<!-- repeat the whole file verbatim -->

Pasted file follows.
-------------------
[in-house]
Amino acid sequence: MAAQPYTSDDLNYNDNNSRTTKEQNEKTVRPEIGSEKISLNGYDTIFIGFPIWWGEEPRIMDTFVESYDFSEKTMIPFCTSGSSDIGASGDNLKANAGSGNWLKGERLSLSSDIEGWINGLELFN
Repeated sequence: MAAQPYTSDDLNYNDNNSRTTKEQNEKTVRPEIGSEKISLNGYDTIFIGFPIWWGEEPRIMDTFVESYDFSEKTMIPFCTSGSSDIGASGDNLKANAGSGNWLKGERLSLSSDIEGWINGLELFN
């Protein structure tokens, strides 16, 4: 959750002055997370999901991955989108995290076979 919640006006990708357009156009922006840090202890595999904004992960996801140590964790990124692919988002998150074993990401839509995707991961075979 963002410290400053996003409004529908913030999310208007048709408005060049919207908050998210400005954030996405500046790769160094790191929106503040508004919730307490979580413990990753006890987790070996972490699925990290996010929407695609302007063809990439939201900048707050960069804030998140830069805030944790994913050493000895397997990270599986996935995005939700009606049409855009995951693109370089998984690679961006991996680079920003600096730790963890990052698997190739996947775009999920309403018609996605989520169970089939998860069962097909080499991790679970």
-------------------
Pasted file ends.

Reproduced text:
[in-house]
Amino acid sequence: MAAQPYTSDDLNYNDNNSRTTKEQNEKTVRPEIGSEKISLNGYDTIFIGFPIWWGEEPRIMDTFVESYDFSEKTMIPFCTSGSSDIGASGDNLKANAGSGNWLKGERLSLSSDIEGWINGLELFN
Repeated sequence: MAAQPYTSDDLNYNDNNSRTTKEQNEKTVRPEIGSEKISLNGYDTIFIGFPIWWGEEPRIMDTFVESYDFSEKTMIPFCTSGSSDIGASGDNLKANAGSGNWLKGERLSLSSDIEGWINGLELFN
């Protein structure tokens, strides 16, 4: 959750002055997370999901991955989108995290076979 919640006006990708357009156009922006840090202890595999904004992960996801140590964790990124692919988002998150074993990401839509995707991961075979 963002410290400053996003409004529908913030999310208007048709408005060049919207908050998210400005954030996405500046790769160094790191929106503040508004919730307490979580413990990753006890987790070996972490699925990290996010929407695609302007063809990439939201900048707050960069804030998140830069805030944790994913050493000895397997990270599986996935995005939700009606049409855009995951693109370089998984690679961006991996680079920003600096730790963890990052698997190739996947775009999920309403018609996605989520169970089939998860069962097909080499991790679970």